Meaningful Use Today

Here at Intel in the UK we’re working with a fantastic company in the Internet of Things space that is having a real and meaningful impact for patient and provider. MimoCare’s mission is ‘to support independent living for the elderly and vulnerable’ using pioneering sensory-powered systems. And with an ageing population across Europe and the associated rise in healthcare costs, Mimocare are already helping to ‘shift healthcare from cure to prevention’ today.

I think it’s important to highlight that MimoCare’s work focuses on measuring the patient’s environment, rather than the patient. For example, sensors can be placed to record frequency of bathroom visits and a sudden variation from the normal pattern may indicate a urinary infection or dehydration.


Medication Box


The phrase ‘changing lives’ is sometimes overused but when you read feedback from an elderly patient benefiting from MimoCare’s work then I think you’d agree that it is more than appropriate. MimoCare talked me through a fantastic example of an 89 year old male who is the primary carer for his 86 year old wife and is benefiting greatly from IoT in healthcare. The elderly gentleman has a pacemaker fitted so is required to administer warfarin but with his primary focus on caring for his wife there is a risk that he may miss taking his own medication.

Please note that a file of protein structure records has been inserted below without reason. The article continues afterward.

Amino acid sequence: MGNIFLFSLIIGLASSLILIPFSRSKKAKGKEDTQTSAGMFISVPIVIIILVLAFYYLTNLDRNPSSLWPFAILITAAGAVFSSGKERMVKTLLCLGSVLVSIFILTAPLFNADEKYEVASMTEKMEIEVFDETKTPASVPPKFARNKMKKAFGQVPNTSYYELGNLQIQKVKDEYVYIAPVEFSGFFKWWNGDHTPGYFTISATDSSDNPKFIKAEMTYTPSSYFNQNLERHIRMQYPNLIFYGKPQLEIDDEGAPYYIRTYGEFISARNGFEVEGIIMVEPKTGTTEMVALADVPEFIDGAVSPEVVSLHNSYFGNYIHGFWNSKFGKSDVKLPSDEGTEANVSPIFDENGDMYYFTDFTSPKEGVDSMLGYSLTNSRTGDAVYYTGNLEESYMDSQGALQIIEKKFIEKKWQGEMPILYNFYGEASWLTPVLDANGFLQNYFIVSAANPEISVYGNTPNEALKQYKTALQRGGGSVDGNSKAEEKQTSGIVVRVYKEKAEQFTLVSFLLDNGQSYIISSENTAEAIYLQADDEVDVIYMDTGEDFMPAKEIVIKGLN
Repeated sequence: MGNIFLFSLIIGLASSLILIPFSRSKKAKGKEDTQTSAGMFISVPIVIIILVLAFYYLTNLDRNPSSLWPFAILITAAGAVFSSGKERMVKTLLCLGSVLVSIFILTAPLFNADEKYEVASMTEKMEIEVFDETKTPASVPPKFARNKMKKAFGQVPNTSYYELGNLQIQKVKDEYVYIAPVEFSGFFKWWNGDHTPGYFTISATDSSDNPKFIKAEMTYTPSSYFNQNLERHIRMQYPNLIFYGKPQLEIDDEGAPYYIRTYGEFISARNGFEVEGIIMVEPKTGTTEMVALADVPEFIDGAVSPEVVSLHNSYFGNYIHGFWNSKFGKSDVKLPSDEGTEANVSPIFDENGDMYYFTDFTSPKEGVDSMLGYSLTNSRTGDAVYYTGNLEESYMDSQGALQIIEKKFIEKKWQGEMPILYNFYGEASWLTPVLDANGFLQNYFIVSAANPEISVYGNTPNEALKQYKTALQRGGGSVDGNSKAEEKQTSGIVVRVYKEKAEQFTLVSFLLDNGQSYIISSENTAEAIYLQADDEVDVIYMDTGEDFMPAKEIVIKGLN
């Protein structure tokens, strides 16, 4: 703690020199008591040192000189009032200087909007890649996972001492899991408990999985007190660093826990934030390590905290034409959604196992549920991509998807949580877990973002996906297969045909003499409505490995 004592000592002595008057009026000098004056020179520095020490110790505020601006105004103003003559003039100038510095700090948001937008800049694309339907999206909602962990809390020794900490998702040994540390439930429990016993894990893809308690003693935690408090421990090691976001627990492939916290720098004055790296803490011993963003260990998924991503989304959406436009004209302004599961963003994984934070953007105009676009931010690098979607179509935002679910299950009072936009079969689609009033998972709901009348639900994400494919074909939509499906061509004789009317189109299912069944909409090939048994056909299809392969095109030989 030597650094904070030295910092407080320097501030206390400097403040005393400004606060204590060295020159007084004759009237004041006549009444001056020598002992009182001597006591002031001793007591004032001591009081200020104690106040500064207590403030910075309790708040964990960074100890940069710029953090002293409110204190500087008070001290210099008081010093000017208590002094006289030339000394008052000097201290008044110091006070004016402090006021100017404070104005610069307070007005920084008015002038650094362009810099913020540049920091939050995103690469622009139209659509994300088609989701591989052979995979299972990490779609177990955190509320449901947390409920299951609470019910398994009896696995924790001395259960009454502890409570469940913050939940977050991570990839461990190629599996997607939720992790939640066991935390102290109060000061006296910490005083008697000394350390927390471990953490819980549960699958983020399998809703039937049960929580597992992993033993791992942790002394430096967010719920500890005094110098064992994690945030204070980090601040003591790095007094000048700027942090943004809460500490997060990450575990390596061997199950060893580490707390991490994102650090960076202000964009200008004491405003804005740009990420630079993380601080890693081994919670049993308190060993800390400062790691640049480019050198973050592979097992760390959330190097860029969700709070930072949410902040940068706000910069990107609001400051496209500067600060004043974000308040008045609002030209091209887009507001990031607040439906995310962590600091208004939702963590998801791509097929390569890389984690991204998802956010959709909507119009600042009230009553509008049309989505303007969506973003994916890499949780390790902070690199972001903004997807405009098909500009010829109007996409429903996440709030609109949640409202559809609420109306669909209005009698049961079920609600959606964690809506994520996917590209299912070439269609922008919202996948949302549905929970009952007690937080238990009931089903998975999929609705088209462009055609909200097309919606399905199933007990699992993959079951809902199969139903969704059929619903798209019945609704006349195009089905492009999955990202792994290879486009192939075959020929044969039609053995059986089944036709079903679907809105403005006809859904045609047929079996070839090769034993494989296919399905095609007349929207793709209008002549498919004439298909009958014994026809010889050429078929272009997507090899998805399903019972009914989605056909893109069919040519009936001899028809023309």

Using MimoCare sensors on the patient’s pill box enables close family to be alerted by SMS if medication is missed. The advantage to the patient is that both the sensors in the home and, importantly, the alert triggers are unobtrusive, meaning that the patient remains free from anxiety. If medication is missed a gentle reminder via a phone call from a family member is all that I needed to ensure the patient takes medication. And for the healthcare provider the cost in providing care for the patient is significantly reduced too.

The elderly male patient said, “I really like the medication box as it feels like something for me. It’s nice to know someone is keeping an eye out to help remind me to take my medication daily and on time.  In fact last time I visited the surgery they were able to reduce my warfarin and I’m sure that’s because I’m now taking it regularly.” Read more on how MimoCare is using sensors in the home to help the elderly stay independent and out of hospital.

Big Data, Big Possibilities